Our daily round-up of news from the art world
V&A acquires part of Robin Hood Gardens | The Victoria & Albert Museum in London this morning announced the acquisition of a three-storey section of the Robin Hood Gardens council estate, which is currently undergoing controversial demolition and redevelopment. The rescued 8.8-metre-high fragment includes both the interiors and exterior façades of a maisonette flat, concrete stairways, and part of the building’s ‘streets in the sky’ elevated walkway. Demolition of the 252-flat estate in Tower Hamlets, designed by Alison and Peter Smithson, recently commenced after it was declared unfit for habitation and despite a long, high-profile campaign to preserve the widely heralded example of brutalist architecture.
Armory director Benjamin Genocchio is replaced over sexual harassment reports | Benjamin Genocchio has been removed from his position as executive director of the Armory Show in New York, after allegations of sexual harassment were made against him in a New York Times article. Five women told the NYT that they had experienced ‘unwelcome touching by him’ and a total of eight co-workers at various organisations reported inappropriate sexual comments, with multiple additional individuals corroborating these claims. Genocchio, who joined the New York-based art fair in 2015 after previous editorial roles at Artnet and Louise Blouin Media, has been replaced as executive director of the Armory by deputy director Nicole Berry.
Washington National Gallery of Art director Rusty Powell is to resign | The National Gallery of Art (NGA) in Washington, D.C.’s director Earl A. Powell III, commonly known as Rusty Powell, has announced his intention to retire from the position in early 2019. A scholar in the field of 19th- and 20th-century American art, Powell, who commenced his tenure at the Washington institution in 1992 after 12 years as head of Los Angeles County Museum of Art, is the NGA’s longest serving director to date. For a survey of his many achievements over the past quarter-century, see the Washington Post’s report.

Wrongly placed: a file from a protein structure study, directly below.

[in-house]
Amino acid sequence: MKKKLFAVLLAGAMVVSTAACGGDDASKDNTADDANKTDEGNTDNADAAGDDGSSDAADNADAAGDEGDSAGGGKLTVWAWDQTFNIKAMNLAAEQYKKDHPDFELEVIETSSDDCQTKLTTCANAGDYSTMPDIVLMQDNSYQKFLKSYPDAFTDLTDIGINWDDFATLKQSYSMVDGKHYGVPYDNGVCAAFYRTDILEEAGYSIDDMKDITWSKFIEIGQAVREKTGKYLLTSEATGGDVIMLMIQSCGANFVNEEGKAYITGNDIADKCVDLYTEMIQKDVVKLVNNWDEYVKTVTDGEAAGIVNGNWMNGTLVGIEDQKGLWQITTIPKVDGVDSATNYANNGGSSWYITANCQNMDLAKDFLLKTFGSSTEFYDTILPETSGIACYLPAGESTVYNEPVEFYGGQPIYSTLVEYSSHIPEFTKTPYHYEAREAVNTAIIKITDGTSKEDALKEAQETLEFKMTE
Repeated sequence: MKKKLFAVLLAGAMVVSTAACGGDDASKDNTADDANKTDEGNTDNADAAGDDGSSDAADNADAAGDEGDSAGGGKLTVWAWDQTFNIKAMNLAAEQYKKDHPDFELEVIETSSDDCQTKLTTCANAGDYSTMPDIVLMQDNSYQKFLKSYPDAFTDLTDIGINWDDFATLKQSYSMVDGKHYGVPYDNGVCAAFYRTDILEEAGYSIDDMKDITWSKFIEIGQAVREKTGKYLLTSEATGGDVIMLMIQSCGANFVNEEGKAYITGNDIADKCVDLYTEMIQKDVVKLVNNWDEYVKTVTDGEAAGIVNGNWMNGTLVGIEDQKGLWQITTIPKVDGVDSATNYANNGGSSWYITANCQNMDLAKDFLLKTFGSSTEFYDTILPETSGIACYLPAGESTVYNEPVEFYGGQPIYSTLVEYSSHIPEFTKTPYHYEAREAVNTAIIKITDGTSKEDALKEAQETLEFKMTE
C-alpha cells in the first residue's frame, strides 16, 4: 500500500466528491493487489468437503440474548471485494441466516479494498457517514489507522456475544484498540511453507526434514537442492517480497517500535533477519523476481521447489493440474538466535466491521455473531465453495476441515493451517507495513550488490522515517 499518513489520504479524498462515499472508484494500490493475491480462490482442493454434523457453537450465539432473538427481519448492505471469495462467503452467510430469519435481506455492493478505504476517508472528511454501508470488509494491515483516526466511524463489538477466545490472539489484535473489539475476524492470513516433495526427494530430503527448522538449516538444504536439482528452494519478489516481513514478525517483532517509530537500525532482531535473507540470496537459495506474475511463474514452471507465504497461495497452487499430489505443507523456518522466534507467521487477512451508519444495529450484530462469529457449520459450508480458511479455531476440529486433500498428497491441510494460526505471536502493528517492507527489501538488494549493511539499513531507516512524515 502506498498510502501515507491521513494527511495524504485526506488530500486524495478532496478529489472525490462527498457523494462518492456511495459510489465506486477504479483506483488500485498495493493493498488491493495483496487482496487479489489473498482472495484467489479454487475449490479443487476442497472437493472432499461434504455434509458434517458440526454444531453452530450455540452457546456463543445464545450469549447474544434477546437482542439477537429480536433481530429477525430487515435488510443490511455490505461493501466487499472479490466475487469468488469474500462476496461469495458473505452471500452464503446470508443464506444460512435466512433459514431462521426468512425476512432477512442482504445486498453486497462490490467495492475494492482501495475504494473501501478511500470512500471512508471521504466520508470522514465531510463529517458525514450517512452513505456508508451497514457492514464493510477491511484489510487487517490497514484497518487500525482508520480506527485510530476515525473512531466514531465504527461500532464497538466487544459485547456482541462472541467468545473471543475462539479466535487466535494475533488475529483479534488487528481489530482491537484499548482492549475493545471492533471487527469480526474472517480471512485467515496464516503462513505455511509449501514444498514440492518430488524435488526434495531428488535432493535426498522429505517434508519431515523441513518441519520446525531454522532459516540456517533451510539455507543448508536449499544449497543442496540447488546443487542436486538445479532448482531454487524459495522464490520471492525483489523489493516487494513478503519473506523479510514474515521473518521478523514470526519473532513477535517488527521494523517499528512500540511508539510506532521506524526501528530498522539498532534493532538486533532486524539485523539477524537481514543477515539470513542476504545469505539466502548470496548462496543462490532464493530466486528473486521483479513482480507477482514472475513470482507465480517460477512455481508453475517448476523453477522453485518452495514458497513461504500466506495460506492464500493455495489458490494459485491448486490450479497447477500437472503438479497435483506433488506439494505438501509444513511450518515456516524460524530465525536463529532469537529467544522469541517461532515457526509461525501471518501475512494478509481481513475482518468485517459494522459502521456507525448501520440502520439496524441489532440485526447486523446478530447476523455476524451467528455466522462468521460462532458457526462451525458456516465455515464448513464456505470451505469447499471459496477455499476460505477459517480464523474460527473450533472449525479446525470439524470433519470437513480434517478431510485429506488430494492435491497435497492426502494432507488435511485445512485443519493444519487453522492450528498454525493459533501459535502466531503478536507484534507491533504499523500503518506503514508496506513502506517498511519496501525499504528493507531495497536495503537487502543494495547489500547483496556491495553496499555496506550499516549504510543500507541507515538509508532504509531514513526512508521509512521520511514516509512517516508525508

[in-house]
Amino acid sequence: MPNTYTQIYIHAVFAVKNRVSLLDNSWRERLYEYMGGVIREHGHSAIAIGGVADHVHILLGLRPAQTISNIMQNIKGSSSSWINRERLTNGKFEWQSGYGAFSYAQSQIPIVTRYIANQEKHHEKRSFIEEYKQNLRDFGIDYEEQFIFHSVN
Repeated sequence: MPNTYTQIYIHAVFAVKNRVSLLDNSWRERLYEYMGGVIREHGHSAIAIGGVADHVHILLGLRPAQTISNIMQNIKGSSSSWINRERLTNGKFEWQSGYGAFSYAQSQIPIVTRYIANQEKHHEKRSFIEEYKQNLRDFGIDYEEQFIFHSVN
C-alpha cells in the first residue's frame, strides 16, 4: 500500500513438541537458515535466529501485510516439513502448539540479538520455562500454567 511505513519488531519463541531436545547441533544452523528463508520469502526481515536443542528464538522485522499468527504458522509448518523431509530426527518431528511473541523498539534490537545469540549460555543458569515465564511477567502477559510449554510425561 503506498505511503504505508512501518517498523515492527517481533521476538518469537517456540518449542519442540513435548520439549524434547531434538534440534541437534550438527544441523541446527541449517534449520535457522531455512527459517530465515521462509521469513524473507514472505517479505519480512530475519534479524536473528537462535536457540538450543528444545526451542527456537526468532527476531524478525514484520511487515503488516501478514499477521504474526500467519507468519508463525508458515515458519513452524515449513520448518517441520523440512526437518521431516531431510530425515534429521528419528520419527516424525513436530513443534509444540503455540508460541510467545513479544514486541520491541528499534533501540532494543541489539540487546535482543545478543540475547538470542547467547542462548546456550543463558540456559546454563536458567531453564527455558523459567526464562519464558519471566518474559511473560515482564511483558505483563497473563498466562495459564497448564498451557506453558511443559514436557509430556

Stolen Matisse bronze is recovered by Art Loss Register | A 1906 bronze sculpture by Henri Matisse, stolen while on display at an unnamed Swiss museum in the 1990s, has been recovered and returned to the museum’s insurer by the Art Loss Register, it was announced today. The work, which depicts the artist’s daughter Marguerite, was traced after its holder, who acquired it from a bric-a-brac store in Switzerland shortly after the theft for less than one per cent of its true value, consigned it to a French auction house.
Nelson-Atkins adds 800 photographs to collection | Over the last two years the Nelson-Atkins Museum of Art in Kansas City has acquired 800 photographs by nearly 150 artists and spanning a period of over 190 years, the institution announced yesterday. This major expansion of the Missouri museum’s photography collection was made possible thanks to a $10 million gift from the Hall Family Foundation, founded by the owners of Hallmark to support programmes and projects in the Kansas City region. One hundred of the new photographs will be shown in an exhibition this spring to celebrate the acquisitions.